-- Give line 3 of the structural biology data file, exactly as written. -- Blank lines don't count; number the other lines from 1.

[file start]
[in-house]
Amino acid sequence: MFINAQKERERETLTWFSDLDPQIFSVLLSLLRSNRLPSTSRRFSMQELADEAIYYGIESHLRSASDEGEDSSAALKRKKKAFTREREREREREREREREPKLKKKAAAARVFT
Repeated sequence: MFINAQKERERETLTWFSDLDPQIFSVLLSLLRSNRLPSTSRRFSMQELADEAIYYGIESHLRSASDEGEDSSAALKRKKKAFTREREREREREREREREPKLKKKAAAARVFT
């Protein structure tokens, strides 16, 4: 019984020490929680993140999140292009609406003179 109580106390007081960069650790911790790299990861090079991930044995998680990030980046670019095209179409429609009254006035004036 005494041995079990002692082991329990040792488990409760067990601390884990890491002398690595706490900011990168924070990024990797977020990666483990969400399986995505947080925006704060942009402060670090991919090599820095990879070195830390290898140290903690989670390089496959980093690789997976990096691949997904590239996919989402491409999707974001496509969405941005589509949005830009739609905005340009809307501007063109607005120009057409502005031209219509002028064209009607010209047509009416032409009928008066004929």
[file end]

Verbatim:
Repeated sequence: MFINAQKERERETLTWFSDLDPQIFSVLLSLLRSNRLPSTSRRFSMQELADEAIYYGIESHLRSASDEGEDSSAALKRKKKAFTREREREREREREREREPKLKKKAAAARVFT